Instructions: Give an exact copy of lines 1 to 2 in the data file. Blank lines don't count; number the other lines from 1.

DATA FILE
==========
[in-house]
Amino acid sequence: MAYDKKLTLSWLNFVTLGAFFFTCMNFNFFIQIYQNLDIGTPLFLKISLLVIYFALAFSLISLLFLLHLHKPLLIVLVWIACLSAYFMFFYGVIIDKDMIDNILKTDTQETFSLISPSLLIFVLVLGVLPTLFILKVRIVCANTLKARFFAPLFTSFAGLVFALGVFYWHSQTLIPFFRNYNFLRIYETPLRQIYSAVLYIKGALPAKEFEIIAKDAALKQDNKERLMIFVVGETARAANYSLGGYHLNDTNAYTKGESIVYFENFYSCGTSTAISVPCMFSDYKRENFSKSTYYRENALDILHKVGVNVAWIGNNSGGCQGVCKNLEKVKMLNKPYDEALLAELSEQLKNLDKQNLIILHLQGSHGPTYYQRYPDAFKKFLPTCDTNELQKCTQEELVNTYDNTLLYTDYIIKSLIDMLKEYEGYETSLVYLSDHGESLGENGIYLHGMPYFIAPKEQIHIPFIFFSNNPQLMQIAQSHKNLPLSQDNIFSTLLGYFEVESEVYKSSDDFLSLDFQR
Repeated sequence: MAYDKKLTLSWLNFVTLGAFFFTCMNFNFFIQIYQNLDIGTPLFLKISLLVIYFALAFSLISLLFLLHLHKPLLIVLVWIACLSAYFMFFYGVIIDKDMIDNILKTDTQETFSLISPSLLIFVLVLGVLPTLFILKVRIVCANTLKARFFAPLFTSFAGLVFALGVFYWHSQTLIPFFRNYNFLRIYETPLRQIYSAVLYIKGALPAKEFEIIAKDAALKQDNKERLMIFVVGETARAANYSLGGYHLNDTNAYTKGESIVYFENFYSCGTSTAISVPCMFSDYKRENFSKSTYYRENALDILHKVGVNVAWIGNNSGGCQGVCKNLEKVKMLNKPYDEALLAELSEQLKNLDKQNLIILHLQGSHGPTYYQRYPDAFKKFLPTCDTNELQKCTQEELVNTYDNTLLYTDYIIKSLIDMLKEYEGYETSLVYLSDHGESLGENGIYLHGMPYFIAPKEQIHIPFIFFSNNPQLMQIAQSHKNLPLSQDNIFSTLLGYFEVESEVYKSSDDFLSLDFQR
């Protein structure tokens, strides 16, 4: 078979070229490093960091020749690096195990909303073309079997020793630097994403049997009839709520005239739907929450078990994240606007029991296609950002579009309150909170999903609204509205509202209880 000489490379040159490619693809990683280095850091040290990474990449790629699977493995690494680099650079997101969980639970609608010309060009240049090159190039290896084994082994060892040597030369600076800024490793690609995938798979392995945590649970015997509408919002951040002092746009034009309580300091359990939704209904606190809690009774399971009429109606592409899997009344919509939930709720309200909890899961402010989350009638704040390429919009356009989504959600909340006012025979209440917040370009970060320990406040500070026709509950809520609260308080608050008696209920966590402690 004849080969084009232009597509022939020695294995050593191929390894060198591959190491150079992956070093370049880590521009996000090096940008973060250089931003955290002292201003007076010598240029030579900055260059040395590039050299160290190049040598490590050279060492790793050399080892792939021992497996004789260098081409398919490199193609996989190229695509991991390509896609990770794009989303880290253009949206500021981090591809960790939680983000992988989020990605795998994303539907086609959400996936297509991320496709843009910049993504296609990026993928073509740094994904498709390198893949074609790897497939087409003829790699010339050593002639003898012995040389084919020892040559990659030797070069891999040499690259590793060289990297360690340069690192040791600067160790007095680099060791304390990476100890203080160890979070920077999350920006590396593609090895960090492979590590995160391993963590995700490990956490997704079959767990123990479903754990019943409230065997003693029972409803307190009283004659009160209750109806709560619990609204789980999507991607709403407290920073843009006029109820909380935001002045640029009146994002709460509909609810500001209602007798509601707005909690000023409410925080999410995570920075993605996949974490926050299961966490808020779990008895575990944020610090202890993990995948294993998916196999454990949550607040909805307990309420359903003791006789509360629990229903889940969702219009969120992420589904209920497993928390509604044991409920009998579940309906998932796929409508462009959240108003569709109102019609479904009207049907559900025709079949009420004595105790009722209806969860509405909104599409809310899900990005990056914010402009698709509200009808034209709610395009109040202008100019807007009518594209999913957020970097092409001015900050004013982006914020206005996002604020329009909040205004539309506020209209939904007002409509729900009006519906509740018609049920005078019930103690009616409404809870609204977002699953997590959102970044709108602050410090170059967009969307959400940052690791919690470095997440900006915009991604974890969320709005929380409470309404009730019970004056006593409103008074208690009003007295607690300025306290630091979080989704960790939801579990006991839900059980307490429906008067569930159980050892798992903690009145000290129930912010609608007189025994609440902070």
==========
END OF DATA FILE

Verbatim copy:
[in-house]
Amino acid sequence: MAYDKKLTLSWLNFVTLGAFFFTCMNFNFFIQIYQNLDIGTPLFLKISLLVIYFALAFSLISLLFLLHLHKPLLIVLVWIACLSAYFMFFYGVIIDKDMIDNILKTDTQETFSLISPSLLIFVLVLGVLPTLFILKVRIVCANTLKARFFAPLFTSFAGLVFALGVFYWHSQTLIPFFRNYNFLRIYETPLRQIYSAVLYIKGALPAKEFEIIAKDAALKQDNKERLMIFVVGETARAANYSLGGYHLNDTNAYTKGESIVYFENFYSCGTSTAISVPCMFSDYKRENFSKSTYYRENALDILHKVGVNVAWIGNNSGGCQGVCKNLEKVKMLNKPYDEALLAELSEQLKNLDKQNLIILHLQGSHGPTYYQRYPDAFKKFLPTCDTNELQKCTQEELVNTYDNTLLYTDYIIKSLIDMLKEYEGYETSLVYLSDHGESLGENGIYLHGMPYFIAPKEQIHIPFIFFSNNPQLMQIAQSHKNLPLSQDNIFSTLLGYFEVESEVYKSSDDFLSLDFQR